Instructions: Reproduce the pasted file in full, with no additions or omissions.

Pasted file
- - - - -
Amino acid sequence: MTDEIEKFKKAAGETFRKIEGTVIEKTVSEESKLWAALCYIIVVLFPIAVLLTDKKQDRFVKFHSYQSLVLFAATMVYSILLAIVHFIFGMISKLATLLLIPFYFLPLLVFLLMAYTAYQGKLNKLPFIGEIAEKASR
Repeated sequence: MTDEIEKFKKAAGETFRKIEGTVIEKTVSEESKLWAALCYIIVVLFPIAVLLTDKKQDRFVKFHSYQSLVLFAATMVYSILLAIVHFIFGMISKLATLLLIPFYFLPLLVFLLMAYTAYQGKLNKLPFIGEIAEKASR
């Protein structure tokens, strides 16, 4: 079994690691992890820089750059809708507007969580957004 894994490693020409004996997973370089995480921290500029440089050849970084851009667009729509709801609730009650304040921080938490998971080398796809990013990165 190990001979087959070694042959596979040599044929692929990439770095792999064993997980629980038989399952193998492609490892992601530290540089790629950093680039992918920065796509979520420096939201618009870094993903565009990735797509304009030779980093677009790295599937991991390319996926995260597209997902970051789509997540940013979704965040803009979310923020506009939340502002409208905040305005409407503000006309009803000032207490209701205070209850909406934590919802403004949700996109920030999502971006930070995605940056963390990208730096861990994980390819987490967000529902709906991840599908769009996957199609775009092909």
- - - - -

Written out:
Amino acid sequence: MTDEIEKFKKAAGETFRKIEGTVIEKTVSEESKLWAALCYIIVVLFPIAVLLTDKKQDRFVKFHSYQSLVLFAATMVYSILLAIVHFIFGMISKLATLLLIPFYFLPLLVFLLMAYTAYQGKLNKLPFIGEIAEKASR
Repeated sequence: MTDEIEKFKKAAGETFRKIEGTVIEKTVSEESKLWAALCYIIVVLFPIAVLLTDKKQDRFVKFHSYQSLVLFAATMVYSILLAIVHFIFGMISKLATLLLIPFYFLPLLVFLLMAYTAYQGKLNKLPFIGEIAEKASR
């Protein structure tokens, strides 16, 4: 079994690691992890820089750059809708507007969580957004 894994490693020409004996997973370089995480921290500029440089050849970084851009667009729509709801609730009650304040921080938490998971080398796809990013990165 190990001979087959070694042959596979040599044929692929990439770095792999064993997980629980038989399952193998492609490892992601530290540089790629950093680039992918920065796509979520420096939201618009870094993903565009990735797509304009030779980093677009790295599937991991390319996926995260597209997902970051789509997540940013979704965040803009979310923020506009939340502002409208905040305005409407503000006309009803000032207490209701205070209850909406934590919802403004949700996109920030999502971006930070995605940056963390990208730096861990994980390819987490967000529902709906991840599908769009996957199609775009092909």